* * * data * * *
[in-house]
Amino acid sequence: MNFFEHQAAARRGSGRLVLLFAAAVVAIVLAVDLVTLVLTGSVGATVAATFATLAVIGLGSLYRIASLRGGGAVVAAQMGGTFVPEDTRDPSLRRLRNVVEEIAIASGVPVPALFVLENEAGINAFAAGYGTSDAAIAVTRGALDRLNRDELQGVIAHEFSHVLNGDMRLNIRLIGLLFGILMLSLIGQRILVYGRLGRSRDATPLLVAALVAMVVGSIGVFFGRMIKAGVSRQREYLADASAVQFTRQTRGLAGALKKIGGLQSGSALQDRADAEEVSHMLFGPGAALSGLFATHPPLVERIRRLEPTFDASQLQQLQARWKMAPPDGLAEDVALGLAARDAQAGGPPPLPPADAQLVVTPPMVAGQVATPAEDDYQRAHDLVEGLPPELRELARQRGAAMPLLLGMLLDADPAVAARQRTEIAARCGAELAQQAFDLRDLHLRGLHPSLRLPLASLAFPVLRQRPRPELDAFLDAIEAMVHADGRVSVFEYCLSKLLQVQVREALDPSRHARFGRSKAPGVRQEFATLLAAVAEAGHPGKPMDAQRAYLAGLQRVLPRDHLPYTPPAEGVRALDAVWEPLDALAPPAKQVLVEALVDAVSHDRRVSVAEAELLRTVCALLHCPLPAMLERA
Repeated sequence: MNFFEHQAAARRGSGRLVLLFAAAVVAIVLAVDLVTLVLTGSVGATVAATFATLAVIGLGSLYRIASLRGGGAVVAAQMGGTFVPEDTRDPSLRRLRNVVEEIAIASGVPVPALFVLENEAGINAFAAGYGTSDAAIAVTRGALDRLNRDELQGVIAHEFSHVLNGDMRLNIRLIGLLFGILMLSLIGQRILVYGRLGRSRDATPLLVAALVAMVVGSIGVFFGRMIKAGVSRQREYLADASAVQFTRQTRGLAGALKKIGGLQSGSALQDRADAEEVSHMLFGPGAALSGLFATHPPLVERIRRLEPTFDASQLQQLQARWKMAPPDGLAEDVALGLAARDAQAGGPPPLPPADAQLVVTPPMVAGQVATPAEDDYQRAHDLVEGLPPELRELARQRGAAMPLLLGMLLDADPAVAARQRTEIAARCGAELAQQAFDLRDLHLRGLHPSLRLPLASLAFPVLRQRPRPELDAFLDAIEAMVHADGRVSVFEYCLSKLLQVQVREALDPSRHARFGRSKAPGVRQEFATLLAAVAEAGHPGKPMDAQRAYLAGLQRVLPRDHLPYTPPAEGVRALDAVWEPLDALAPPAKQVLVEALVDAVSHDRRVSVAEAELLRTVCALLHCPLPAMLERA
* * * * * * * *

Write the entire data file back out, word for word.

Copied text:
[in-house]
Amino acid sequence: MNFFEHQAAARRGSGRLVLLFAAAVVAIVLAVDLVTLVLTGSVGATVAATFATLAVIGLGSLYRIASLRGGGAVVAAQMGGTFVPEDTRDPSLRRLRNVVEEIAIASGVPVPALFVLENEAGINAFAAGYGTSDAAIAVTRGALDRLNRDELQGVIAHEFSHVLNGDMRLNIRLIGLLFGILMLSLIGQRILVYGRLGRSRDATPLLVAALVAMVVGSIGVFFGRMIKAGVSRQREYLADASAVQFTRQTRGLAGALKKIGGLQSGSALQDRADAEEVSHMLFGPGAALSGLFATHPPLVERIRRLEPTFDASQLQQLQARWKMAPPDGLAEDVALGLAARDAQAGGPPPLPPADAQLVVTPPMVAGQVATPAEDDYQRAHDLVEGLPPELRELARQRGAAMPLLLGMLLDADPAVAARQRTEIAARCGAELAQQAFDLRDLHLRGLHPSLRLPLASLAFPVLRQRPRPELDAFLDAIEAMVHADGRVSVFEYCLSKLLQVQVREALDPSRHARFGRSKAPGVRQEFATLLAAVAEAGHPGKPMDAQRAYLAGLQRVLPRDHLPYTPPAEGVRALDAVWEPLDALAPPAKQVLVEALVDAVSHDRRVSVAEAELLRTVCALLHCPLPAMLERA
Repeated sequence: MNFFEHQAAARRGSGRLVLLFAAAVVAIVLAVDLVTLVLTGSVGATVAATFATLAVIGLGSLYRIASLRGGGAVVAAQMGGTFVPEDTRDPSLRRLRNVVEEIAIASGVPVPALFVLENEAGINAFAAGYGTSDAAIAVTRGALDRLNRDELQGVIAHEFSHVLNGDMRLNIRLIGLLFGILMLSLIGQRILVYGRLGRSRDATPLLVAALVAMVVGSIGVFFGRMIKAGVSRQREYLADASAVQFTRQTRGLAGALKKIGGLQSGSALQDRADAEEVSHMLFGPGAALSGLFATHPPLVERIRRLEPTFDASQLQQLQARWKMAPPDGLAEDVALGLAARDAQAGGPPPLPPADAQLVVTPPMVAGQVATPAEDDYQRAHDLVEGLPPELRELARQRGAAMPLLLGMLLDADPAVAARQRTEIAARCGAELAQQAFDLRDLHLRGLHPSLRLPLASLAFPVLRQRPRPELDAFLDAIEAMVHADGRVSVFEYCLSKLLQVQVREALDPSRHARFGRSKAPGVRQEFATLLAAVAEAGHPGKPMDAQRAYLAGLQRVLPRDHLPYTPPAEGVRALDAVWEPLDALAPPAKQVLVEALVDAVSHDRRVSVAEAELLRTVCALLHCPLPAMLERA